June 25, 2017

Statement by Ambassador Iacovides on the Report of the International Law Commission

Mr. Chairman,

The consideration of the International Law Commission’s Report has traditionally been the highlight of the annual agenda of the Sixth Committee and I feel privileged to participate once again in this debate.

May I place on record our warm congratulations and pay tribute to the Commission’s Chairman, Mr. Robert Rosenstock, the Chairman of the Drafting Committee, Mr. Chusei Yamada, and its other officers and members and to commend Mr. Vaclav Mikulka and his colleagues in the Secretariat, who service it with professionalism and dedication, for an excellent report (A/57/10), which was made available in good time.  

Mr. Chairman,

It has long been our view that the nature and practical possibilities afforded by the present debate is to provide the opportunity for representatives of States to make an evaluation of the ILC’s Report, to offer general comments on the topics dealt with, to provide answers on the issues of legal policy where the Commission needs guidance and also to inject an element of political direction whenever it is appropriate and useful to do so. It is not, in our view, the function of this debate, or is it indeed possible, to go here into matters of detail or of drafting except, perhaps, for very few issues of particular interest to the delegation concerned. The Commission as an expert body, has the time and the expertise to do this.

May I also reiterate our considered view that the positions of Governments stated during this debate should be given no less weight than written comments of States in response to the relevant questionnaires. Small States in particular, are necessarily limited in producing written comments on a large variety of topics and so their statements in this Main Committee of the General Assembly can serve also this purpose just as authoritatively.

It is with these considerations in mind, Mr. Chairman, that my delegation will proceed with your permission to make its contribution and, for practical reasons, will do so on all topics in the ILC’s Report, while reserving the right to revert on any particular point, as the debate develops.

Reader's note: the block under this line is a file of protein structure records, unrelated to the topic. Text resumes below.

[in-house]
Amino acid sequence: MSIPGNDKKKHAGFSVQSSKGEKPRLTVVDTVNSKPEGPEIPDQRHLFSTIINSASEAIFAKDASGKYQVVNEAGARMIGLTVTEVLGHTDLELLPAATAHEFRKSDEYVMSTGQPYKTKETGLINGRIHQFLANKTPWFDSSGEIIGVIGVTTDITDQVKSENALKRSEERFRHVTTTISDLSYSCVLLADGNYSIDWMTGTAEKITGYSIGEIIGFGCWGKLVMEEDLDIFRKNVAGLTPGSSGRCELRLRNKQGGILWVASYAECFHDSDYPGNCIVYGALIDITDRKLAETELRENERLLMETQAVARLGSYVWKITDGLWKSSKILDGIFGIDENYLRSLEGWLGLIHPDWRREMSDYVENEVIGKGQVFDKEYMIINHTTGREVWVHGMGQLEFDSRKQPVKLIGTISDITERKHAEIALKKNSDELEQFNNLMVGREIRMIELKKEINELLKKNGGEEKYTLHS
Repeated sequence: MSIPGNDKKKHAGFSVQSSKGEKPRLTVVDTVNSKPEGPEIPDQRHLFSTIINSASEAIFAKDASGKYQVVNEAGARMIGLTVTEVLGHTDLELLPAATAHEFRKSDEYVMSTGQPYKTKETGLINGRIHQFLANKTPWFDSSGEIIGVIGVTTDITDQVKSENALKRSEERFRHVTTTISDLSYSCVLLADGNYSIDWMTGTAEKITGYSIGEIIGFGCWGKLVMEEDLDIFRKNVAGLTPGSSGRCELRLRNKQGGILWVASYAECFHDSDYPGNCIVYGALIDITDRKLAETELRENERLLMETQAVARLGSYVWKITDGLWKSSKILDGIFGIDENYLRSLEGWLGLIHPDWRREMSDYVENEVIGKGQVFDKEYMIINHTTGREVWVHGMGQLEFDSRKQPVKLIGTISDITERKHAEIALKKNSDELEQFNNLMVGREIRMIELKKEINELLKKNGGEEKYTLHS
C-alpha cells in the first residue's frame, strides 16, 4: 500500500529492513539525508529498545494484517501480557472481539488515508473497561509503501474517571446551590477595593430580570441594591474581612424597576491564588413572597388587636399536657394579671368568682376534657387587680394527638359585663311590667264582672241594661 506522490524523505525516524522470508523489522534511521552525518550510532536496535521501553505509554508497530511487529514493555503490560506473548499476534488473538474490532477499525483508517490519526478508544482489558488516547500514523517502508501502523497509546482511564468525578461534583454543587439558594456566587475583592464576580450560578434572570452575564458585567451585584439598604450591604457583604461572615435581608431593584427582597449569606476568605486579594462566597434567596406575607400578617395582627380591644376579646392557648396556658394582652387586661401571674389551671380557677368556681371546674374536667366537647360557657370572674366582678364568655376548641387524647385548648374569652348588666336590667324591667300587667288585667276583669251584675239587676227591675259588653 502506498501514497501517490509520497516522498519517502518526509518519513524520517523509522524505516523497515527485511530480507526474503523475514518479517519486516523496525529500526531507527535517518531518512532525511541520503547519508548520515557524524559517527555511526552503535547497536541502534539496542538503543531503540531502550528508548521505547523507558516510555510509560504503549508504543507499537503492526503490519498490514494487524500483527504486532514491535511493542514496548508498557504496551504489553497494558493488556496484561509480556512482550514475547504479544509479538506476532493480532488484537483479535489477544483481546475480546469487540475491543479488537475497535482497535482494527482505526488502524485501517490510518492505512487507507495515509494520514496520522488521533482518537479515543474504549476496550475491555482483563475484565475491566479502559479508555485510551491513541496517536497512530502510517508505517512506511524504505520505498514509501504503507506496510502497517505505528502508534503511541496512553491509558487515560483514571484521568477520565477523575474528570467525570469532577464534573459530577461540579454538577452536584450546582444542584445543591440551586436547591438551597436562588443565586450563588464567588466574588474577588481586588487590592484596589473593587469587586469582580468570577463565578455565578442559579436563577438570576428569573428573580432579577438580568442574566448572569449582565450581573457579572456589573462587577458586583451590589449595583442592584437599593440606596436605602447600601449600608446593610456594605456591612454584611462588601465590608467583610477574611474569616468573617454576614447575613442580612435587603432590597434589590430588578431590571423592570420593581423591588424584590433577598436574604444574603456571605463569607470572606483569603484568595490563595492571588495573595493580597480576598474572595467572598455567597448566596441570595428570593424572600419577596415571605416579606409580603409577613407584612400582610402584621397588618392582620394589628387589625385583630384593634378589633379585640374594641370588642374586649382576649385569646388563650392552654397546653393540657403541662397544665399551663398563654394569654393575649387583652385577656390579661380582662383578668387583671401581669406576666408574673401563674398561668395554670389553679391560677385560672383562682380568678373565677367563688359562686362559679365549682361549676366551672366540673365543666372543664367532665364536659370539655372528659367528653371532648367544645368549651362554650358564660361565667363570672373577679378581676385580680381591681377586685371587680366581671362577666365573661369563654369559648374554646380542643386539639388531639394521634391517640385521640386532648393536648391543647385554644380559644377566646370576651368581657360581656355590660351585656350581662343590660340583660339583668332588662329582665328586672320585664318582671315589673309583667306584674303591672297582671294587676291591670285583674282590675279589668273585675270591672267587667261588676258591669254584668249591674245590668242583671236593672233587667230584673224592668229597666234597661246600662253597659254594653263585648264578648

We are grateful to the Commission’s Chairman, Bob Rosenstock, for his introductory statement which has been very helpful in highlighting and directing attention to the main issues. Chapter II of the Report, summarizing the work of the Commission during its Fifty-fourth Session, is also helpful for the same reason.  As a general observation, we note that, unlike for instance in last year’s Report when the main emphasis was placed on a topic of major significance such as State Responsibility, this year the time and energy of the Commission were shared by several of the existing topics and with fresh starts on new ones, as indeed was to be expected with a new quinquennium and a newly constituted Commission. We also noted and will attempt to comment on the specific issues of particular interest to the Commission listed in Chapter III of the Report.

We note from Chapter IV that substantial progress has been achieved on the topic “Reservations to Treaties” through the adoption of a substantial number of guidelines and the commentaries thereon on the formulation of reservations and interpretative reservations. We warmly commend the efforts of the Special Rapporteur, Professor Alain Pellet, and look forward to the completion of this project, which was started in 1994, during the present quinquennium through the adoption of a Guide to Practice, building upon the relevant Articles of the 1969 Vienna Convention, which provide the indispensable basis and solid foundation. In response to the question posed in para.26 of Chapter III, in connection with para.4 of draft guidelines 2.1.6, it seems to us appropriate that the communication of a reservation to a treaty can be made by electronic mail or facsimile but that, in such a case, the reservation should be confirmed in writing.

We similarly note from Chapter V of the Report the advances made in the classical topic of “Diplomatic Protection”. While agreeing that this is a subject on which there exists a wealth of authority in the form of codification attempts, conventions, State practice, jurisprudence and doctrine to the point that no other branch of international law is so rich in authority, practice is frequently inconsistent and contradictory.  We therefore sympathize with the valiant efforts of the Special Rapporteur, Professor John Dougard, to provide the options and understand the difficult choices faced by the Commission. The core of the issue of diplomatic protection is the nationality principle, i.e. the link between a State and its nationals abroad. Therefore, it is best that the draft articles be confined to issues relating to the nationality of claims and to the exhaustion of local remedies, so that it might be possible to conclude the consideration of the topic within the Commission’s quinquennium. We thus note with appreciation the text of draft articles 1 to 7, adopted by the Commission and their commentaries and would await with interest the Commission’s deliberations and conclusions on the other draft articles proposed. As for the questions posed in paras. 27 and 28, we would be inclined to accept that the 1982 Law of the Sea Convention adequately covers the ground on the former and that the State of nationality of the shareholders should have the right of diplomatic protection recognized in the Barcelona Traction case on the latter. In these respects, we have noted and generally agree with the position stated by the Norwegian delegation on behalf of the Nordic States on 28 October and especially regarding the reference to the case law of the Iran / United States Tribunal and of the jurisprudence of the UN Compensation Commission.